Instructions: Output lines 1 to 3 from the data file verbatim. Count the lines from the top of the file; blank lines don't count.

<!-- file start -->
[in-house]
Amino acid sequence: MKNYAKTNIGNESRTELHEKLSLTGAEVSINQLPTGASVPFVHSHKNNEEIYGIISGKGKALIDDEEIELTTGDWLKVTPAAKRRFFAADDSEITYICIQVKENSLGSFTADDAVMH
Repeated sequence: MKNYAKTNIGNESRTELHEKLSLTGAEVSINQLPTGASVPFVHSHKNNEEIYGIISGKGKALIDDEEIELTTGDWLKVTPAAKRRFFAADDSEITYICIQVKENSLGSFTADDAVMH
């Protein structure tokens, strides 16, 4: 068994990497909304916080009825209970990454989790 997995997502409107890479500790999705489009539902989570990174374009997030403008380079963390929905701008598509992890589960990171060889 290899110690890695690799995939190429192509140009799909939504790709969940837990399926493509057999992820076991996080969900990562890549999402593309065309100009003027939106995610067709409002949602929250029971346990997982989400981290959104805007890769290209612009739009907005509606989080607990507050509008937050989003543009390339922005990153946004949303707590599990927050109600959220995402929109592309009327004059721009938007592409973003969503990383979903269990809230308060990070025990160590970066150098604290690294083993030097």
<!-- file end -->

[in-house]
Amino acid sequence: MKNYAKTNIGNESRTELHEKLSLTGAEVSINQLPTGASVPFVHSHKNNEEIYGIISGKGKALIDDEEIELTTGDWLKVTPAAKRRFFAADDSEITYICIQVKENSLGSFTADDAVMH
Repeated sequence: MKNYAKTNIGNESRTELHEKLSLTGAEVSINQLPTGASVPFVHSHKNNEEIYGIISGKGKALIDDEEIELTTGDWLKVTPAAKRRFFAADDSEITYICIQVKENSLGSFTADDAVMH